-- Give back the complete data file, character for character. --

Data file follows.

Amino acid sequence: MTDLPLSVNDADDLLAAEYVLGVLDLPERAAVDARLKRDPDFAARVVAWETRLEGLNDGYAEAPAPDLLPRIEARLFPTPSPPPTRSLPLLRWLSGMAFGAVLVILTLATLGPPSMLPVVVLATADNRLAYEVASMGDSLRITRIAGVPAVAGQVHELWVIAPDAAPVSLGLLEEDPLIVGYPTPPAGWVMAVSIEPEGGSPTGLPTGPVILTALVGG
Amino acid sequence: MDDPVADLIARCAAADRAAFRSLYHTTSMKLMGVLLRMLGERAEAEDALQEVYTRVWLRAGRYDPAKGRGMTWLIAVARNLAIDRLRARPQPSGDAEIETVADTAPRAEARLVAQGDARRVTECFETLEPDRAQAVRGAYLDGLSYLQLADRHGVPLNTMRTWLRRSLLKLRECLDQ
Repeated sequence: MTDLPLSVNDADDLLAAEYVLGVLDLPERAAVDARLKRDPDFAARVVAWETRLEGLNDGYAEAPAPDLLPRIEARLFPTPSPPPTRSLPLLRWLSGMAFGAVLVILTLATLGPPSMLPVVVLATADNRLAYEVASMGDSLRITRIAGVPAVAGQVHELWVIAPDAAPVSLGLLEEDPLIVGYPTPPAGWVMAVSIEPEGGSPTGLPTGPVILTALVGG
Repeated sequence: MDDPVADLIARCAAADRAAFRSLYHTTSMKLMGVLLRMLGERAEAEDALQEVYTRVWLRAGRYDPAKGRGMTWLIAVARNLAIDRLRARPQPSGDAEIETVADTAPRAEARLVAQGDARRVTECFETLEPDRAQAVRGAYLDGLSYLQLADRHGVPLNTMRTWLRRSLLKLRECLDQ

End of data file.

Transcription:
Amino acid sequence: MTDLPLSVNDADDLLAAEYVLGVLDLPERAAVDARLKRDPDFAARVVAWETRLEGLNDGYAEAPAPDLLPRIEARLFPTPSPPPTRSLPLLRWLSGMAFGAVLVILTLATLGPPSMLPVVVLATADNRLAYEVASMGDSLRITRIAGVPAVAGQVHELWVIAPDAAPVSLGLLEEDPLIVGYPTPPAGWVMAVSIEPEGGSPTGLPTGPVILTALVGG
Amino acid sequence: MDDPVADLIARCAAADRAAFRSLYHTTSMKLMGVLLRMLGERAEAEDALQEVYTRVWLRAGRYDPAKGRGMTWLIAVARNLAIDRLRARPQPSGDAEIETVADTAPRAEARLVAQGDARRVTECFETLEPDRAQAVRGAYLDGLSYLQLADRHGVPLNTMRTWLRRSLLKLRECLDQ
Repeated sequence: MTDLPLSVNDADDLLAAEYVLGVLDLPERAAVDARLKRDPDFAARVVAWETRLEGLNDGYAEAPAPDLLPRIEARLFPTPSPPPTRSLPLLRWLSGMAFGAVLVILTLATLGPPSMLPVVVLATADNRLAYEVASMGDSLRITRIAGVPAVAGQVHELWVIAPDAAPVSLGLLEEDPLIVGYPTPPAGWVMAVSIEPEGGSPTGLPTGPVILTALVGG
Repeated sequence: MDDPVADLIARCAAADRAAFRSLYHTTSMKLMGVLLRMLGERAEAEDALQEVYTRVWLRAGRYDPAKGRGMTWLIAVARNLAIDRLRARPQPSGDAEIETVADTAPRAEARLVAQGDARRVTECFETLEPDRAQAVRGAYLDGLSYLQLADRHGVPLNTMRTWLRRSLLKLRECLDQ